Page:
The obsession with the term “en-bloc”

The other aspect of these academic papers which is particularly striking, is the singular focus on criticising patients for requesting what is commonly referred to as “en-bloc” capsulectomy.

This is worth breaking down a little. It reveals much about the antagonism that surgeons feels toward explant procedures.

The request for an “en-bloc” capsulectomy has become increasingly popular. What this request encapsulates, and what the term actually means in a technical surgical sense though are two distinct things. Patients requesting en-bloc capsulectomy are using the term incorrectly, but any surgeon knows that what the patient means when they say “en-bloc” is actually what surgeons refer to as a "complete-intact" capsulectomy.

Now, the difference between the two terms is important and we’ll get to that. But the way that surgeons choose to respond to the use of the term en-bloc reveals far more about the surgeon than it does about the patient.

So, let’s start with some definitions.

En-bloc: a surgical term referring to the removal of (typically) a tumour with a cuff of surrounding healthy tissue. When used in the context of breast implants, the additional removal of a cuff of healthy breast tissue is only ever appropriate (and not always then) in the context of BIA-ALCL. This involves deliberately removing healthy breast tissue and muscle (which is obviously destructive), which any numpty can appreciate is not the goal in explant procedures.

Complete-intact (aka total-intact) capsulectomy: a surgical term referring to the removal of the breast implant contained within the totally intact capsule. This is what patients are asking for when they use the term en-bloc. The capsule is removed cleanly and precisely whilst avoiding the removal of any otherwise healthy, normal tissue. This is a key concept as the removal of healthy tissue should be the antithesis of precise total capsulectomy. The important idea here is that there is a distinct and clear plane of dissection around the implant capsule. This allows for precise capsule removal without causing damage to the breast, to blood vessels, to nerves or muscle. The tricky part is certainly taking the capsule off the ribs, but with patience it is possible.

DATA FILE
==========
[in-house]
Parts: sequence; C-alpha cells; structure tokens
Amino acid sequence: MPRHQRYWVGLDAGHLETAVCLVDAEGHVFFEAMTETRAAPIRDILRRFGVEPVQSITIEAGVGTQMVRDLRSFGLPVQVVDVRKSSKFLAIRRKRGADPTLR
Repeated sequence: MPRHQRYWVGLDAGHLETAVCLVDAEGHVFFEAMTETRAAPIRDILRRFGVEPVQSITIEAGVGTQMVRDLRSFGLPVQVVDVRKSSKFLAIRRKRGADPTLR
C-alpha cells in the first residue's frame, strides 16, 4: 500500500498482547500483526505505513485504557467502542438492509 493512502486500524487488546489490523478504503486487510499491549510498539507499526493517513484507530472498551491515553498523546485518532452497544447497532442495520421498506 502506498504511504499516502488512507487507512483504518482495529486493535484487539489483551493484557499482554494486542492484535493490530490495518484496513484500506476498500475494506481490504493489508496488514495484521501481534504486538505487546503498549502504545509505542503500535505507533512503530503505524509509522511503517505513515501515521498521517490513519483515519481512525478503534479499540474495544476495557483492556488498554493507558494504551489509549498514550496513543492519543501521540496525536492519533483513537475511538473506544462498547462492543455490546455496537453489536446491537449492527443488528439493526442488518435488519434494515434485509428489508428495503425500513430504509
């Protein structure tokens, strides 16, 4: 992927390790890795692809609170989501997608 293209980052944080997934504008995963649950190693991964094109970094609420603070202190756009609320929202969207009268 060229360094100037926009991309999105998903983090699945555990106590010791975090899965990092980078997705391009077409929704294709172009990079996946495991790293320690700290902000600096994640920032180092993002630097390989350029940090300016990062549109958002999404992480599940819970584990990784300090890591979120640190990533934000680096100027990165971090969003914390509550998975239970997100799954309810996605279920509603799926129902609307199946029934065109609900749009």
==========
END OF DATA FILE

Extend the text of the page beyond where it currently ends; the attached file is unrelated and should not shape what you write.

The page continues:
Complete-intact capsulectomy is a form of total capsulectomy. Total capsulectomy can also be performed after the capsule is opened and the implant removed. A total capsulectomy may then be performed with removal of the capsule as a single intact piece of tissue, or the capsular tissue may be removed piecemeal, sometimes referred to as a “strip capsulectomy”.

Finally, partial capsulectomy implies the deliberate non-removal of portions of the implant capsule. This very commonly involves a failure to remove the capsule from the posterior surface of the pectoralis major muscle,and/or the capsule on the chest wall/ribs.

Ok, so now that we have some definitions, let’s look at the spurious arguments that it seems a lot of surgeons have decided to mount against “en-bloc” capsulectomy.

The first thing to say is that we (by which I mean plastic surgeons) are perfectly capable of understanding that when our patients ask about “en-bloc” capsulectomy, they don’t want some sort of cancer resection. Plastic surgeons understand all to well that “en-bloc” is a term innocently misused by patients trying to navigate their way through a challenging problem, and they are asking for something that should be well within the limits of what a surgeon performing explant procedures can offer.